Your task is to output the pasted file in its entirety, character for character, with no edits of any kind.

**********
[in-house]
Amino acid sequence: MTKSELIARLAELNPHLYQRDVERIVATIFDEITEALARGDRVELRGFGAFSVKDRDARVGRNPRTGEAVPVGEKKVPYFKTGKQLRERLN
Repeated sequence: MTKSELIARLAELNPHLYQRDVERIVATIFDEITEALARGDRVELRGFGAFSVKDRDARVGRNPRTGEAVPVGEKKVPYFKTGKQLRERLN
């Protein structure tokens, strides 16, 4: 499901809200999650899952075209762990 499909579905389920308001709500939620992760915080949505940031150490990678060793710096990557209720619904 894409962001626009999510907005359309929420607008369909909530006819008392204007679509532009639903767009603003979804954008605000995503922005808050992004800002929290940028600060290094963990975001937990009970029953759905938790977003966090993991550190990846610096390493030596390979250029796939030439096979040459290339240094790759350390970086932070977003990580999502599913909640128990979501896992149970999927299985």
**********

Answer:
[in-house]
Amino acid sequence: MTKSELIARLAELNPHLYQRDVERIVATIFDEITEALARGDRVELRGFGAFSVKDRDARVGRNPRTGEAVPVGEKKVPYFKTGKQLRERLN
Repeated sequence: MTKSELIARLAELNPHLYQRDVERIVATIFDEITEALARGDRVELRGFGAFSVKDRDARVGRNPRTGEAVPVGEKKVPYFKTGKQLRERLN
């Protein structure tokens, strides 16, 4: 499901809200999650899952075209762990 499909579905389920308001709500939620992760915080949505940031150490990678060793710096990557209720619904 894409962001626009999510907005359309929420607008369909909530006819008392204007679509532009639903767009603003979804954008605000995503922005808050992004800002929290940028600060290094963990975001937990009970029953759905938790977003966090993991550190990846610096390493030596390979250029796939030439096979040459290339240094790759350390970086932070977003990580999502599913909640128990979501896992149970999927299985």